NCERT Solutions for Class 9 Maths Exercise 10.6 Circles updated for new academic session 2022-2023. Class 9 Exercise 10.6 Solutions are given here in Hindi and English Medium to download in PDF or videos. All the questions are explained step by step process to make the solutions easier.

## NCERT Solutions for Class 9 Maths Exercise 10.6

### Theorems for Exercise 10.6 in Class 9 Maths

Exercise 10.6 the extension of theorem 10.8 gives rise to another theorem 10.9 which says that angles are in the same segment of the circle are equal. Now, this very easy to prove.

Theorem 10 says that if a line segment joining 2 points of a circle subtends equal angles at two other point lying on the same side of the line containing the line segments. The four points are con-cyclic that is the four points lie on the same circle.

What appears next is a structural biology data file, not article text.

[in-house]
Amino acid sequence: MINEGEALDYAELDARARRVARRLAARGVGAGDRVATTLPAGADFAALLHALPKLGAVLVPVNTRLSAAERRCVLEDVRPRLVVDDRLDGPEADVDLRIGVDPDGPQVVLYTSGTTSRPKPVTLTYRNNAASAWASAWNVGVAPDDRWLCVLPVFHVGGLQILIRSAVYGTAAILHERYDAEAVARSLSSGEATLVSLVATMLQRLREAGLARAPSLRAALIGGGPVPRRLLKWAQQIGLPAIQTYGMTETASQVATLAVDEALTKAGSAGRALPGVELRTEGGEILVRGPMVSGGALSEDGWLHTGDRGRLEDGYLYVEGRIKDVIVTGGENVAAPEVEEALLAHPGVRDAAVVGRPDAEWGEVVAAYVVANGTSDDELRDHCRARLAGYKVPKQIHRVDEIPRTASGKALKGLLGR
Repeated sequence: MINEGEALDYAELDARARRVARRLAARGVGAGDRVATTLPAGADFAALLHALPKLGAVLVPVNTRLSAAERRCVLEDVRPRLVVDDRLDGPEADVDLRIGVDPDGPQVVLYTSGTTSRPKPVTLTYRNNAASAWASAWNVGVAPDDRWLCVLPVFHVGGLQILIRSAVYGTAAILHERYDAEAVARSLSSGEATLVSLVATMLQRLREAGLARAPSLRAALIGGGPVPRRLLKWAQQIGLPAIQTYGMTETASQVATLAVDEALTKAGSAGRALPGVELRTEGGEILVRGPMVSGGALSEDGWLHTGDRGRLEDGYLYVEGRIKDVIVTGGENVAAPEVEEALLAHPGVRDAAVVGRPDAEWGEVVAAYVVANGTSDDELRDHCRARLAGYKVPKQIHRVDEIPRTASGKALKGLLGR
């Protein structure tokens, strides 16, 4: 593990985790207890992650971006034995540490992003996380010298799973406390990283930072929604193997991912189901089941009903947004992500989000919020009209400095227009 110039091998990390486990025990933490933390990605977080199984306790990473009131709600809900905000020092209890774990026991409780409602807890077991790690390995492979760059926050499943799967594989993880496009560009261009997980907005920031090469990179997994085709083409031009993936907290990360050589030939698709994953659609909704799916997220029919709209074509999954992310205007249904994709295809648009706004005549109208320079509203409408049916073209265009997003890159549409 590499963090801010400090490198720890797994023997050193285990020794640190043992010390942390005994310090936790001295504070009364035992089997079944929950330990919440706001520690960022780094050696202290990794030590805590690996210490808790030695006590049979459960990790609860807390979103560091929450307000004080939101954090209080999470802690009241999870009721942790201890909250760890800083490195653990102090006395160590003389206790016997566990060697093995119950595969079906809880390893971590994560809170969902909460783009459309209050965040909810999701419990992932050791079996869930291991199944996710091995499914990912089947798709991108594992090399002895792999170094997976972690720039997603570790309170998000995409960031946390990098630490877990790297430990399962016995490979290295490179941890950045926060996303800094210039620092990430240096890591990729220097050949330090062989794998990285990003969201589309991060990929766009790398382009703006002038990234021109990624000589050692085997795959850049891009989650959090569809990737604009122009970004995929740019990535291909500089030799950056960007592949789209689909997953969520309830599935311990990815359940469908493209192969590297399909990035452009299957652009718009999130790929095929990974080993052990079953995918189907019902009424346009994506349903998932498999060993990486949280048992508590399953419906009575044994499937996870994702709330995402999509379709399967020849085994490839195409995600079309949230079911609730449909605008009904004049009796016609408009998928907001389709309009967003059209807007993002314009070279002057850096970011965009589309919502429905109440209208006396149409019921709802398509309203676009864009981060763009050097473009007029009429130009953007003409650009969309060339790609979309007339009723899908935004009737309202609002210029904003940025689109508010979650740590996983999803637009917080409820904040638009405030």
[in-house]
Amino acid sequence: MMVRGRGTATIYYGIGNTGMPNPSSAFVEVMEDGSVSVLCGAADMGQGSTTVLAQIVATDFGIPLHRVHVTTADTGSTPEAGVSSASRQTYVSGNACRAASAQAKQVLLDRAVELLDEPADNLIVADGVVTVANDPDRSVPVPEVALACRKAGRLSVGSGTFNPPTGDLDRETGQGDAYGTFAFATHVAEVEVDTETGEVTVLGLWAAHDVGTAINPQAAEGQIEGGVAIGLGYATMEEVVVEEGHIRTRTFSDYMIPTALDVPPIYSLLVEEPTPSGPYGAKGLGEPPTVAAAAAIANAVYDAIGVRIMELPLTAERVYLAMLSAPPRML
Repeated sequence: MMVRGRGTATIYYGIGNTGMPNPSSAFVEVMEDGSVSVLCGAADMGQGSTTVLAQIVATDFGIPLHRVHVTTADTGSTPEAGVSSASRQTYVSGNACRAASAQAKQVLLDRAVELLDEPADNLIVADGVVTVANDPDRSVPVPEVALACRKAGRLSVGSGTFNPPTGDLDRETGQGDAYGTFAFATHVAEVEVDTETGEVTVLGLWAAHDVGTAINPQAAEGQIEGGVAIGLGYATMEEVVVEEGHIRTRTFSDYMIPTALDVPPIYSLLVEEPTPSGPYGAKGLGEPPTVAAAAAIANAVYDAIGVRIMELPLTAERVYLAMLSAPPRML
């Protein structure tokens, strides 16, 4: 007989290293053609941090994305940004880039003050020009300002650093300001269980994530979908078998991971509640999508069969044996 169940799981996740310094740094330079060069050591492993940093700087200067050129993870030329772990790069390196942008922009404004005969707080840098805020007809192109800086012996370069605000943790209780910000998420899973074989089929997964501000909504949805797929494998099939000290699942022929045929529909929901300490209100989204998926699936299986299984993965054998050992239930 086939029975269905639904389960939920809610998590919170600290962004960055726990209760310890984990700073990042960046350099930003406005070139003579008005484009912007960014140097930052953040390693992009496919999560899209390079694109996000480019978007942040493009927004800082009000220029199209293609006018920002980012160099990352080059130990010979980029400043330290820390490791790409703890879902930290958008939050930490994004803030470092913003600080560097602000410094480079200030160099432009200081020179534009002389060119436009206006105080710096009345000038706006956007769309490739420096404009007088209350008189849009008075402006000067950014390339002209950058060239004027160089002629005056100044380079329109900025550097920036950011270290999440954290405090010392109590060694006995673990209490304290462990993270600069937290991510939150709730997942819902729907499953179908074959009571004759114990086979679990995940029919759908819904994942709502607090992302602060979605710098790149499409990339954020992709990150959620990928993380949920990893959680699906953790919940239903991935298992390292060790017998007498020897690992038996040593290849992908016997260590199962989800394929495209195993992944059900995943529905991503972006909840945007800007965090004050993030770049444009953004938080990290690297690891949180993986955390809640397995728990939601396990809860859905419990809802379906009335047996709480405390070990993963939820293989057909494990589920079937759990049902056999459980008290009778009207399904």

#### Apply the right Theorem in Questions

You will not find theorems and questions difficult, if you practice questions relating the correct theorem. Theorem 10.11 says that in case of cyclic quadrilateral the sum of either pair of opposite angles is 180o.

The theorem 10.12 is the converse of theorem 10.11 and it says that sum of the pair of opposite angles of a quadrilateral is 180o. The quadrilateral must be cyclic.

##### Questions of Class 9 Maths Exercise 10.6

Exercise 10.6 contains 8 questions out of which number 1, 4, 5, 6, 7, and 8 are questions requiring proof of certain statement.

Whereas, question number 2 and 3 require finding out the length of either the radius of the segment of a circle. After practicing once or twice, questions given in exercise looks easier to solve.

###### How to solve Class 9 Maths Exercise 10.6

Before attempting this exercise it advised to go through all theorems in this chapter from theorem 1 to 12. Particularly, the following two important ones.

Angle subtended by an arc in the centre is double the angle subtended by it at any point on the remaining part of the circle (theorem 8). The sum of either pair of opposite angles of a cyclic quadrilateral is 180o (theorem 11).